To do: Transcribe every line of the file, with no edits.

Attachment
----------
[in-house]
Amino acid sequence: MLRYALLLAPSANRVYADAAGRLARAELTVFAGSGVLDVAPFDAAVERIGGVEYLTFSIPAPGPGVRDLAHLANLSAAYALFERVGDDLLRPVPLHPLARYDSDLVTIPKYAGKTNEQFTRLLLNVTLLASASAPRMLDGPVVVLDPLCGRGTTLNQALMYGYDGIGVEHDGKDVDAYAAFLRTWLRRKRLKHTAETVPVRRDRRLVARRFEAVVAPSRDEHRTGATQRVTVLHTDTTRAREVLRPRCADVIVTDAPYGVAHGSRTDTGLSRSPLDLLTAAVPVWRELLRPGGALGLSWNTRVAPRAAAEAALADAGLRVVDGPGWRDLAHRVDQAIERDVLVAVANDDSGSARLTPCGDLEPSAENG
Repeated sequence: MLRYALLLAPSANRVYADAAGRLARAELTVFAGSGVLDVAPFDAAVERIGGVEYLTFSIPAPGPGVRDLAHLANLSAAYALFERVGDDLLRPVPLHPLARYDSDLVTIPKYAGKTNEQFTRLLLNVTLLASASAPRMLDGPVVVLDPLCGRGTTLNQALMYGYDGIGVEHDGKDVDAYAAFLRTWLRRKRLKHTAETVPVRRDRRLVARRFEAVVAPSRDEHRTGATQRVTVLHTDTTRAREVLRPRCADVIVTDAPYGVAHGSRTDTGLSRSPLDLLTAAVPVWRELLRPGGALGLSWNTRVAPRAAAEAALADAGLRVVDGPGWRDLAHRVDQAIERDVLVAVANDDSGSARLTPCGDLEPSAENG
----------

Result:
[in-house]
Amino acid sequence: MLRYALLLAPSANRVYADAAGRLARAELTVFAGSGVLDVAPFDAAVERIGGVEYLTFSIPAPGPGVRDLAHLANLSAAYALFERVGDDLLRPVPLHPLARYDSDLVTIPKYAGKTNEQFTRLLLNVTLLASASAPRMLDGPVVVLDPLCGRGTTLNQALMYGYDGIGVEHDGKDVDAYAAFLRTWLRRKRLKHTAETVPVRRDRRLVARRFEAVVAPSRDEHRTGATQRVTVLHTDTTRAREVLRPRCADVIVTDAPYGVAHGSRTDTGLSRSPLDLLTAAVPVWRELLRPGGALGLSWNTRVAPRAAAEAALADAGLRVVDGPGWRDLAHRVDQAIERDVLVAVANDDSGSARLTPCGDLEPSAENG
Repeated sequence: MLRYALLLAPSANRVYADAAGRLARAELTVFAGSGVLDVAPFDAAVERIGGVEYLTFSIPAPGPGVRDLAHLANLSAAYALFERVGDDLLRPVPLHPLARYDSDLVTIPKYAGKTNEQFTRLLLNVTLLASASAPRMLDGPVVVLDPLCGRGTTLNQALMYGYDGIGVEHDGKDVDAYAAFLRTWLRRKRLKHTAETVPVRRDRRLVARRFEAVVAPSRDEHRTGATQRVTVLHTDTTRAREVLRPRCADVIVTDAPYGVAHGSRTDTGLSRSPLDLLTAAVPVWRELLRPGGALGLSWNTRVAPRAAAEAALADAGLRVVDGPGWRDLAHRVDQAIERDVLVAVANDDSGSARLTPCGDLEPSAENG